The basic premise of allowing people to use any means, horses, wagons, bikes, on interstates when there are no alternatives, YES.  Most states allow that too for bikes.  People talk of riding on interstates in this forum frequently.  Texas I think.  But they all say its not pleasant and they would rather have an alternative.  Its probably legal for me to ride in rush hour traffic downtown.  Legal does not mean I am going to do it.  Its legal for me to climb to the top of Mt. Everest and K2.

Offline jamawani

Re: The Schwarzenetruber Amish.
« Reply #2 on: November 08, 2016, 01:26:40 pm »
Zero - Thank you for your thoughtful post. Freedom of belief is one of the bedrock values of American political society. Of course, it has been applied selectively over the past 240 years - especially if you happened to be black or female or Jehovah's Witness. But little by little, we seem able to recognize that my freedom of belief and your freedom of belief are one in the same. For some Amish congregations, the bright orange reflectors contradict all of their beliefs about arrogance and pride. Is it a risk for them to travel without the reflector? Yes. Are there compromises that the Amish themselves might offer and the state ought to hear. Absolutely. Does that religious protection allow me to drive my truck without headlights. No. And I see no contradiction there at all.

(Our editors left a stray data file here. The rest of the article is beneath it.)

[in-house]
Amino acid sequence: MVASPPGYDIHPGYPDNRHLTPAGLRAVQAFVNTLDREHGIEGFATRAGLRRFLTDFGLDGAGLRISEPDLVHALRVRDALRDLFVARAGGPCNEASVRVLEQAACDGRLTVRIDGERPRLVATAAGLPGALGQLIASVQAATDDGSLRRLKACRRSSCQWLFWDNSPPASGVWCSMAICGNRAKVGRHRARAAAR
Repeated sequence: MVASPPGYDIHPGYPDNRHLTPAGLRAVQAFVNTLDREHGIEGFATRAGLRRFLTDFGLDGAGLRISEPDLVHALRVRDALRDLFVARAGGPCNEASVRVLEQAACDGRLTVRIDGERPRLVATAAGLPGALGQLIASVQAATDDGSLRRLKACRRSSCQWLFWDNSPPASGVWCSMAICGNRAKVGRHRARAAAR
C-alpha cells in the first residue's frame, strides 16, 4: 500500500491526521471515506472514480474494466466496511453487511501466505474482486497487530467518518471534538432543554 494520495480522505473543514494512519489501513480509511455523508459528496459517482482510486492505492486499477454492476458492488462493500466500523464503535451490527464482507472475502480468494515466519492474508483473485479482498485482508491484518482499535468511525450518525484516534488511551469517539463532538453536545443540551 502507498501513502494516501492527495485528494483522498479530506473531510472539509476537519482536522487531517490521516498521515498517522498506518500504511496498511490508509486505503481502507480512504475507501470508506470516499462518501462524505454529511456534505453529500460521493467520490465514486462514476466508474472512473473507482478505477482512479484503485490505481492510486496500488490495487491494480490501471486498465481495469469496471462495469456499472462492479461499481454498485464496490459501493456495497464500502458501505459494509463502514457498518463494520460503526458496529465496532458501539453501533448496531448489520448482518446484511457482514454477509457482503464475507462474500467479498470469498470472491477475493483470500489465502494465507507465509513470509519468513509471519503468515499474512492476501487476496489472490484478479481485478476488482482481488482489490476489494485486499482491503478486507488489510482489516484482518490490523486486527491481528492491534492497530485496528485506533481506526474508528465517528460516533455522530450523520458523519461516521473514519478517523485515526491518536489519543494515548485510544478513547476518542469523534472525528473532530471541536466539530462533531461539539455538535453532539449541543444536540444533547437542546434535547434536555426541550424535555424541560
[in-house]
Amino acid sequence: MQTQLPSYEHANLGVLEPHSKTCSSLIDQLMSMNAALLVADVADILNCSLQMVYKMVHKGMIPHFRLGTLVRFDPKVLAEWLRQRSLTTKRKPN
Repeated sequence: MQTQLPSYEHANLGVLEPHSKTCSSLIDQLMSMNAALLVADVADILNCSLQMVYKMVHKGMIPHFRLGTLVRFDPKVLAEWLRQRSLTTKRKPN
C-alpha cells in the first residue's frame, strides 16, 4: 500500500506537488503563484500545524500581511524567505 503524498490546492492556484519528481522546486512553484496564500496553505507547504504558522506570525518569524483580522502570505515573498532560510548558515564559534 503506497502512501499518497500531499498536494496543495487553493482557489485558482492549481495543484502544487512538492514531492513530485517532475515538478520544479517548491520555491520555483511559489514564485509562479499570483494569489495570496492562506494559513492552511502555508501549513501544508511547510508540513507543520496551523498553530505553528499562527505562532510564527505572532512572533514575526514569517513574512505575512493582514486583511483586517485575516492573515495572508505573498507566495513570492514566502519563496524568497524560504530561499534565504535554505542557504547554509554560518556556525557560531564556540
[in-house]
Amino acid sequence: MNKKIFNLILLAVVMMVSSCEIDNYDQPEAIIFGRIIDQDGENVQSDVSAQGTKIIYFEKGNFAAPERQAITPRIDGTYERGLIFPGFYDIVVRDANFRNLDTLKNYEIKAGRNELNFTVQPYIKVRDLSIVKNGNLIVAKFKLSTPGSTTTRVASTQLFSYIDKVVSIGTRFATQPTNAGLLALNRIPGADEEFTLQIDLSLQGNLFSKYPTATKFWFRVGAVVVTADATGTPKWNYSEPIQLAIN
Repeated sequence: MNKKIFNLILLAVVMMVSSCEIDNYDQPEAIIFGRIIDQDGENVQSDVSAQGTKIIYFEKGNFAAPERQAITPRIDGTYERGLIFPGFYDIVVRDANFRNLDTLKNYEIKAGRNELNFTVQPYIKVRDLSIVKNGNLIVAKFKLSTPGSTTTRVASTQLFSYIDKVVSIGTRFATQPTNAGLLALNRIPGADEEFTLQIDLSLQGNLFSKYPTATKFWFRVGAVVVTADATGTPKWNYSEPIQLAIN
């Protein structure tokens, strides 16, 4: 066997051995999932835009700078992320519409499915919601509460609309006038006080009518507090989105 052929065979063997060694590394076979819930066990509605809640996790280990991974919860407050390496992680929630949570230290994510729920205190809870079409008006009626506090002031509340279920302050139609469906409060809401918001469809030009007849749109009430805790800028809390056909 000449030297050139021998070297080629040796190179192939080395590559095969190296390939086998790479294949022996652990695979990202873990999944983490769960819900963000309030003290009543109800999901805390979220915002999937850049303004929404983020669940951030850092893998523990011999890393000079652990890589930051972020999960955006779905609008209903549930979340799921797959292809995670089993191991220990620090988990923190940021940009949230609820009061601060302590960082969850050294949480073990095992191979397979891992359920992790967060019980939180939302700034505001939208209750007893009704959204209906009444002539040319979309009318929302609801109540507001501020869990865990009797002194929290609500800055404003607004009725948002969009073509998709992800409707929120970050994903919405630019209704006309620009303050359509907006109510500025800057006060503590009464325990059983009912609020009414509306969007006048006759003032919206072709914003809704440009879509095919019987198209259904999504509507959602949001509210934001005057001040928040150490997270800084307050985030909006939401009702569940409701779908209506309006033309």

Offline walks.in2.trees

Re: The Schwarzenetruber Amish.
« Reply #3 on: November 15, 2016, 12:28:18 pm »
Since I began bicycling as a kid in the 1980s I have only once (the other day), been even reprimanded for any of the illegal things that most cyclists do. I have run traffic lights (if they don't change for bicycles), I ride on sidewalks (mostly at rush hour because sidewalks suck to ride on), ride without helmet, reflectors, lights, bell... Granted it's rare that I ever go without my PPE but I have done so accidentally. I don't have wheel or tail reflectors, though I do have pedal reflectors, I do wear reflective safety vest, and have a helmet mounted Petzel light. I don't take them off on purpose, I just don't replace them as they fall off. With the reflective gear I wear, it hardly matters.